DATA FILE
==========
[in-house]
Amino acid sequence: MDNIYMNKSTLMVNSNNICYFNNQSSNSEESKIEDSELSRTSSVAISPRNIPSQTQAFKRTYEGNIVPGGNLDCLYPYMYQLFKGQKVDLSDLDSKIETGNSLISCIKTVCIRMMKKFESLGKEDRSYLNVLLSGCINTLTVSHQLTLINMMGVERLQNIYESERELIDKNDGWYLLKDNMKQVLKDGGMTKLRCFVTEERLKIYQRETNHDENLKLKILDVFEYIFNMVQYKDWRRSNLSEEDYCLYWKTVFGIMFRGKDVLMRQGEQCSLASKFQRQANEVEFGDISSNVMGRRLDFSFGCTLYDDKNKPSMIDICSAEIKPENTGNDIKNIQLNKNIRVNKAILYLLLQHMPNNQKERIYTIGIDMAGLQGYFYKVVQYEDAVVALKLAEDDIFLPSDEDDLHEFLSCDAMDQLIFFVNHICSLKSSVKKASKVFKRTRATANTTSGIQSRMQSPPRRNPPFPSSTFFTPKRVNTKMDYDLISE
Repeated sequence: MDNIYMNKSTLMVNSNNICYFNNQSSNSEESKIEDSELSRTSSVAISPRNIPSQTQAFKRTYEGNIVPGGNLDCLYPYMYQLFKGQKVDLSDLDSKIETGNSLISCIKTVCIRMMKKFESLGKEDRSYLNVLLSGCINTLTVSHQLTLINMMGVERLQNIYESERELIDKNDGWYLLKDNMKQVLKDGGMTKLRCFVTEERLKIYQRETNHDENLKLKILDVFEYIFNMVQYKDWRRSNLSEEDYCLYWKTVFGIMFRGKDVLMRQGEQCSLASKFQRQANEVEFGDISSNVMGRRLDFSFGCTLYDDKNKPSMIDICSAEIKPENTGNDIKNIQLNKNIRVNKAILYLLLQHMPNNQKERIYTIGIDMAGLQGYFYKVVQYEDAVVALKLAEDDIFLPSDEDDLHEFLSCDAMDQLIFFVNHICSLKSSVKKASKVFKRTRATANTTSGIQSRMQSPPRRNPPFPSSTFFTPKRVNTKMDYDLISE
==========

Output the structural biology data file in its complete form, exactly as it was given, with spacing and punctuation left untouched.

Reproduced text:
[in-house]
Amino acid sequence: MDNIYMNKSTLMVNSNNICYFNNQSSNSEESKIEDSELSRTSSVAISPRNIPSQTQAFKRTYEGNIVPGGNLDCLYPYMYQLFKGQKVDLSDLDSKIETGNSLISCIKTVCIRMMKKFESLGKEDRSYLNVLLSGCINTLTVSHQLTLINMMGVERLQNIYESERELIDKNDGWYLLKDNMKQVLKDGGMTKLRCFVTEERLKIYQRETNHDENLKLKILDVFEYIFNMVQYKDWRRSNLSEEDYCLYWKTVFGIMFRGKDVLMRQGEQCSLASKFQRQANEVEFGDISSNVMGRRLDFSFGCTLYDDKNKPSMIDICSAEIKPENTGNDIKNIQLNKNIRVNKAILYLLLQHMPNNQKERIYTIGIDMAGLQGYFYKVVQYEDAVVALKLAEDDIFLPSDEDDLHEFLSCDAMDQLIFFVNHICSLKSSVKKASKVFKRTRATANTTSGIQSRMQSPPRRNPPFPSSTFFTPKRVNTKMDYDLISE
Repeated sequence: MDNIYMNKSTLMVNSNNICYFNNQSSNSEESKIEDSELSRTSSVAISPRNIPSQTQAFKRTYEGNIVPGGNLDCLYPYMYQLFKGQKVDLSDLDSKIETGNSLISCIKTVCIRMMKKFESLGKEDRSYLNVLLSGCINTLTVSHQLTLINMMGVERLQNIYESERELIDKNDGWYLLKDNMKQVLKDGGMTKLRCFVTEERLKIYQRETNHDENLKLKILDVFEYIFNMVQYKDWRRSNLSEEDYCLYWKTVFGIMFRGKDVLMRQGEQCSLASKFQRQANEVEFGDISSNVMGRRLDFSFGCTLYDDKNKPSMIDICSAEIKPENTGNDIKNIQLNKNIRVNKAILYLLLQHMPNNQKERIYTIGIDMAGLQGYFYKVVQYEDAVVALKLAEDDIFLPSDEDDLHEFLSCDAMDQLIFFVNHICSLKSSVKKASKVFKRTRATANTTSGIQSRMQSPPRRNPPFPSSTFFTPKRVNTKMDYDLISE